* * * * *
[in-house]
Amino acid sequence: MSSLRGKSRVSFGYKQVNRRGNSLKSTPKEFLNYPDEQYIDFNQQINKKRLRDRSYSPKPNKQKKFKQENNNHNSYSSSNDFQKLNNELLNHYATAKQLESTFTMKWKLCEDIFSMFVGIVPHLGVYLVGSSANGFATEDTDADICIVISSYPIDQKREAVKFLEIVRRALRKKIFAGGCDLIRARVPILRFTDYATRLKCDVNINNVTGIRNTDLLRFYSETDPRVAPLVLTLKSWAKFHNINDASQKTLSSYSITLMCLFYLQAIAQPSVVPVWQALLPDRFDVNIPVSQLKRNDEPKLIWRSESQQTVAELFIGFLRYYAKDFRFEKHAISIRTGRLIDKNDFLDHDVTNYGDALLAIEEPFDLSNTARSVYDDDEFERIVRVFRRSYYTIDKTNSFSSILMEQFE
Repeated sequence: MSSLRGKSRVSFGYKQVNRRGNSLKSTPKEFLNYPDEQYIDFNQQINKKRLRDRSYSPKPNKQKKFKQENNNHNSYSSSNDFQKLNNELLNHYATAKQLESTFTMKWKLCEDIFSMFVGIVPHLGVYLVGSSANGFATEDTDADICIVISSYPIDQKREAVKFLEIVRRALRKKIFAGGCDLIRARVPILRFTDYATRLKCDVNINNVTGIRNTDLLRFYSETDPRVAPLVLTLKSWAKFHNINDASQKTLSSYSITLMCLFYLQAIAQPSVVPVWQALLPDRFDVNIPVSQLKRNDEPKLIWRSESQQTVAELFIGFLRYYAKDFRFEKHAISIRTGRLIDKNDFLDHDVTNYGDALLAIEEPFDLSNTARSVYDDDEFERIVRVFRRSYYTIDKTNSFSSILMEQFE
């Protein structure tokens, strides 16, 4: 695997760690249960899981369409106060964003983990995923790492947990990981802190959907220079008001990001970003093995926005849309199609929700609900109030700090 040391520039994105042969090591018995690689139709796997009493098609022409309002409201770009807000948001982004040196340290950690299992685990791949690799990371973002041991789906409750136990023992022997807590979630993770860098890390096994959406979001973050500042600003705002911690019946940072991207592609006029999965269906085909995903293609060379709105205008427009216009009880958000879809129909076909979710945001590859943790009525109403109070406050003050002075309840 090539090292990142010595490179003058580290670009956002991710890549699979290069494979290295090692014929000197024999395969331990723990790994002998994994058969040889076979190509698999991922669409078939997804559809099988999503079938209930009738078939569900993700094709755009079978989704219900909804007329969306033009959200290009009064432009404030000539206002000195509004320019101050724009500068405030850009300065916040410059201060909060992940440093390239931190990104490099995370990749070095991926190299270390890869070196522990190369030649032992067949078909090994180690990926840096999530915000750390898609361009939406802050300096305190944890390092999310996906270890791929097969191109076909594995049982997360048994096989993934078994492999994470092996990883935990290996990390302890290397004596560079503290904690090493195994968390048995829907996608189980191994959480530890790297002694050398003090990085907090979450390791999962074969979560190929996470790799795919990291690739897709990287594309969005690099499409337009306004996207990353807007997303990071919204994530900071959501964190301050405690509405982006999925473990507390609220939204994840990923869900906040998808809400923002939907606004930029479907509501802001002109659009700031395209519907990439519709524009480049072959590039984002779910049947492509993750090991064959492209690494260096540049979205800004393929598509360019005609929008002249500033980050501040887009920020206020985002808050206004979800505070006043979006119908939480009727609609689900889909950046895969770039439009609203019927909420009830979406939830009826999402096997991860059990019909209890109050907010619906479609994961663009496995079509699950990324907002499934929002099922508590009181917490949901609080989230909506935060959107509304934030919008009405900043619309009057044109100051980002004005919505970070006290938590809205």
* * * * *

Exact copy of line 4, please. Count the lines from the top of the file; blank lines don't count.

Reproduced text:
């Protein structure tokens, strides 16, 4: 695997760690249960899981369409106060964003983990995923790492947990990981802190959907220079008001990001970003093995926005849309199609929700609900109030700090 040391520039994105042969090591018995690689139709796997009493098609022409309002409201770009807000948001982004040196340290950690299992685990791949690799990371973002041991789906409750136990023992022997807590979630993770860098890390096994959406979001973050500042600003705002911690019946940072991207592609006029999965269906085909995903293609060379709105205008427009216009009880958000879809129909076909979710945001590859943790009525109403109070406050003050002075309840 090539090292990142010595490179003058580290670009956002991710890549699979290069494979290295090692014929000197024999395969331990723990790994002998994994058969040889076979190509698999991922669409078939997804559809099988999503079938209930009738078939569900993700094709755009079978989704219900909804007329969306033009959200290009009064432009404030000539206002000195509004320019101050724009500068405030850009300065916040410059201060909060992940440093390239931190990104490099995370990749070095991926190299270390890869070196522990190369030649032992067949078909090994180690990926840096999530915000750390898609361009939406802050300096305190944890390092999310996906270890791929097969191109076909594995049982997360048994096989993934078994492999994470092996990883935990290996990390302890290397004596560079503290904690090493195994968390048995829907996608189980191994959480530890790297002694050398003090990085907090979450390791999962074969979560190929996470790799795919990291690739897709990287594309969005690099499409337009306004996207990353807007997303990071919204994530900071959501964190301050405690509405982006999925473990507390609220939204994840990923869900906040998808809400923002939907606004930029479907509501802001002109659009700031395209519907990439519709524009480049072959590039984002779910049947492509993750090991064959492209690494260096540049979205800004393929598509360019005609929008002249500033980050501040887009920020206020985002808050206004979800505070006043979006119908939480009727609609689900889909950046895969770039439009609203019927909420009830979406939830009826999402096997991860059990019909209890109050907010619906479609994961663009496995079509699950990324907002499934929002099922508590009181917490949901609080989230909506935060959107509304934030919008009405900043619309009057044109100051980002004005919505970070006290938590809205």